I remain, Yours Truly, Pte. J. Langridge

“Between Ste. Emilie and Villers-Faucon”

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This is where Lloyd died. His date of death is recorded as “22nd March 1918, presumed on or since” in his military record. The two documents below are distinct in our collection of letters for being typed and formal. The first document is not a letter at all; it is account of the battle. Was it given to my Grandfather or did he type it up himself, copied from a newspaper perhaps? The yellowed paper is coarse and friable and initially I assumed it to be of poor quality. I forget that this is a document of considerable age – held  up to my computer screen a watermark shines through, a trade name in Gothic print that I cannot identify. The darkened top half of the paper indicates that it lay exposed to sunlight, or tobacco smoke (or both) for years, with lighter areas revealing the outlines of other discarded documents placed on top.  I fancy the account was not read much, but neither was it thrown into the fire because of the trouble taken to type it all out.

We have no official record of Lloyd’s death but the second letter seems to answer an enquiry of Grandfather’s as to where Private W.J. Lloyd Mabey was laid to rest. Lloyd was  killed on a day when the battalion is recorded as losing 150 soldiers (and 4 officers),  these heavy losses sustained whilst in retreat.

“The efforts and sacrifice of the battalion contributed to the delay in the enemy’s advance, which was one of the main causes of his ultimate failure.”

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5113 Pte L. Mabey

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This is Lloyd’s second surviving letter and his last. Written in pencil on squared paper torn from an exercise book, words fading on the creases. I wonder how many times Grandfather read the letter, all he had left of his brother. I imagine it neatly folded in his pocketbook, close to his breast. Maybe as the years passed he removed it to his desk for safekeeping but never was it to be discarded. One hundred years later it is my privilege to hold.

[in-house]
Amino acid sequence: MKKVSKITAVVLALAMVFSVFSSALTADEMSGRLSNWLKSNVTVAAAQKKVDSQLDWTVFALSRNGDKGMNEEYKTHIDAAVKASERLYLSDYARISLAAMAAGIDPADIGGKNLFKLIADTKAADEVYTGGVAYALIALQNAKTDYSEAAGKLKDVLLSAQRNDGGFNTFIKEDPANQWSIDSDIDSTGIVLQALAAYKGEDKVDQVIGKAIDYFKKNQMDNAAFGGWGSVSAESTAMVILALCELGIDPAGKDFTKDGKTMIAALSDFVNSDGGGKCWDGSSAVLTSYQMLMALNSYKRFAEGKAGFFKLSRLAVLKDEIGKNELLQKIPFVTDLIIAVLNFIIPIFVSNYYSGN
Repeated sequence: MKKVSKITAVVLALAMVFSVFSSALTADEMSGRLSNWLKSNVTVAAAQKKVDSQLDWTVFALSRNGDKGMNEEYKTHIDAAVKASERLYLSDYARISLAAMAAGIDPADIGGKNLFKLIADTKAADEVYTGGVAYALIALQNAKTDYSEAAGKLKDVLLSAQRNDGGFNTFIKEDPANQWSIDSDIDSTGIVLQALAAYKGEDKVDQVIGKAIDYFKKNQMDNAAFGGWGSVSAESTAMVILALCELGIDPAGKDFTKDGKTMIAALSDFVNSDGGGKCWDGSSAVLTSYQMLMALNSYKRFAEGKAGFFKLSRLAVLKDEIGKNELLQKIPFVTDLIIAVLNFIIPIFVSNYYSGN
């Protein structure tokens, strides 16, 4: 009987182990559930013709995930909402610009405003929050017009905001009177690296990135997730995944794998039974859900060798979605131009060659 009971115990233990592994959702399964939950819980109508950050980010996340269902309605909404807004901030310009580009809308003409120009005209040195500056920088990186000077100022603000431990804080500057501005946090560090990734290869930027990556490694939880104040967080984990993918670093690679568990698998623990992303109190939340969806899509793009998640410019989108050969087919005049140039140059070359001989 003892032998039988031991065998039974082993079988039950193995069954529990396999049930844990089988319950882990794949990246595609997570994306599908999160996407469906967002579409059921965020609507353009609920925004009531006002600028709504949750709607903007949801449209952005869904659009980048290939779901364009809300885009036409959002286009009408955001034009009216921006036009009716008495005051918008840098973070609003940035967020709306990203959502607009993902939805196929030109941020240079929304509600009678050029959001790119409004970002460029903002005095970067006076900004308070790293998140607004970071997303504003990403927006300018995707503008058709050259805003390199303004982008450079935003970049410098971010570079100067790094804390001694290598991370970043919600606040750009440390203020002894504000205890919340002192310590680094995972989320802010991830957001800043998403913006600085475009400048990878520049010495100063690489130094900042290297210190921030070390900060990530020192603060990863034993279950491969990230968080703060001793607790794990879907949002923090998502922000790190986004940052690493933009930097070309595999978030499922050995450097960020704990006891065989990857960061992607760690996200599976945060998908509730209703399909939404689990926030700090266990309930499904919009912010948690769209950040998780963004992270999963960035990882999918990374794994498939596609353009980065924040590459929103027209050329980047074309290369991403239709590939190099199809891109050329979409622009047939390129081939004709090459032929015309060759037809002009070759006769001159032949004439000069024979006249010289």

It is July 1917, Lloyd is stationed in France with the 13th Royal Sussex Regiment. It’s possible that he has been in France for over a year, as the regiment landed in Le Harve in March 1916. Whatever his duties on those two summer days, there was time given to write a letter home. He imagines John reading it out to the family, to Mah and Pa, and sisters Frad and Ursie. He writes to make them smile, so fills the page with thoughts of jam-making, the “awful animal” (a fox?) and teases Frad about “her Bertie”. Whatever Lloyd has seen of warfare he does not, most likely cannot, tell. He says, with no trace of irony, that their brother Jim is “having a good time”. This was the model of the times, to ‘look on the bright side’, and not concern loved ones with the woeful realities of warfare. Lloyd lived in the midst of battles yet writes as though he is only sojourned in France and it would be nice to have a “month off”.

There are moments when Lloyd lets us into his inner world.  These lines from his jovial letter, “It seems as if I’ve wasted my last 7 years – I hope not – but I’ve really got nothing to show for them have I?”  -they pull at the heartstrings. I imagine the family contradicting this assertion as my Grandfather read the letter. Seated round the kitchen table in the oil-lamplight they shake their heads;  ‘Nothing to show for it? No! Lloyd is serving his country, he is a hero’ and so on.

It may not have been his last letter, I shall never know. There were 8 months left for Lloyd. But I wonder why this one has survived and no others? Perhaps because this letter shows the very essence of him. I hear him, full of humour, considerate of his listener, cognisant of the world he lived in, a young man missing the love and simplicity of home. And after he was gone, I wonder how often did they sigh for Lloyd? Collectively wishing him back, peering out of the window down the long sloping road, hoping that just maybe he would appear.